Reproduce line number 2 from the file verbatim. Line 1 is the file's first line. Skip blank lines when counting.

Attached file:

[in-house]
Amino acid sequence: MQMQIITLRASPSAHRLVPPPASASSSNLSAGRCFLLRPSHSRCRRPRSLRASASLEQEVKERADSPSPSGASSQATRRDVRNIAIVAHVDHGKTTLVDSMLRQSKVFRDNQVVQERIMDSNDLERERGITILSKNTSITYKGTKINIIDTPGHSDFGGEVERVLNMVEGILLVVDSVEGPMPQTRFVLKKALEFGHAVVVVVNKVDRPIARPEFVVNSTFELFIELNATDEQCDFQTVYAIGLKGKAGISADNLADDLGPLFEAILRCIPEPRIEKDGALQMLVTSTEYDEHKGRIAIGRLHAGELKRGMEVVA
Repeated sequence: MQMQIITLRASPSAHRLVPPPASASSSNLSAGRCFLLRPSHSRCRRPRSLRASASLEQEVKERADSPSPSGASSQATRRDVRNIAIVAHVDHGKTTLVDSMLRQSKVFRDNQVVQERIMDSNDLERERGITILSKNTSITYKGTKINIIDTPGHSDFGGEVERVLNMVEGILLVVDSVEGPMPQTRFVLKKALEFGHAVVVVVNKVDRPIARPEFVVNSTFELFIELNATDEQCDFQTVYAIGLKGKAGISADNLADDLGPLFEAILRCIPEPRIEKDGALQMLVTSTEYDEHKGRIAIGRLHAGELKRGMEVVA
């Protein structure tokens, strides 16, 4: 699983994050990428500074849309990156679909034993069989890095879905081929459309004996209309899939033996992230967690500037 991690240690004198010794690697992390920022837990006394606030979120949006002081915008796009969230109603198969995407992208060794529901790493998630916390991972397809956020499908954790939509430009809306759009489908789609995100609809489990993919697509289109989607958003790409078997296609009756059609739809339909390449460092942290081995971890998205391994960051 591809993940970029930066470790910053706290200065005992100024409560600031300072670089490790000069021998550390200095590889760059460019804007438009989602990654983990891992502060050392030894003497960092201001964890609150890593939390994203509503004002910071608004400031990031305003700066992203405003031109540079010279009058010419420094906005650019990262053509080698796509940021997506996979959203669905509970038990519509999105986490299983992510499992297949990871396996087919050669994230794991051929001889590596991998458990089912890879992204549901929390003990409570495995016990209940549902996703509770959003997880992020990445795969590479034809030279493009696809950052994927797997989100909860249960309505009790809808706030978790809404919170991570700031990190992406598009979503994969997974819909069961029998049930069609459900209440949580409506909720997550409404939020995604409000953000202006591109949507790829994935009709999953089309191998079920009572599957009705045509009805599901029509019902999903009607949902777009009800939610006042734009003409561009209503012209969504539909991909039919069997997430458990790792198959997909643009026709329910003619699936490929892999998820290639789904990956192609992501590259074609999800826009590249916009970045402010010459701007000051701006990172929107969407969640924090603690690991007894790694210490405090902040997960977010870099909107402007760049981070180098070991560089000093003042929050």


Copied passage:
Amino acid sequence: MQMQIITLRASPSAHRLVPPPASASSSNLSAGRCFLLRPSHSRCRRPRSLRASASLEQEVKERADSPSPSGASSQATRRDVRNIAIVAHVDHGKTTLVDSMLRQSKVFRDNQVVQERIMDSNDLERERGITILSKNTSITYKGTKINIIDTPGHSDFGGEVERVLNMVEGILLVVDSVEGPMPQTRFVLKKALEFGHAVVVVVNKVDRPIARPEFVVNSTFELFIELNATDEQCDFQTVYAIGLKGKAGISADNLADDLGPLFEAILRCIPEPRIEKDGALQMLVTSTEYDEHKGRIAIGRLHAGELKRGMEVVA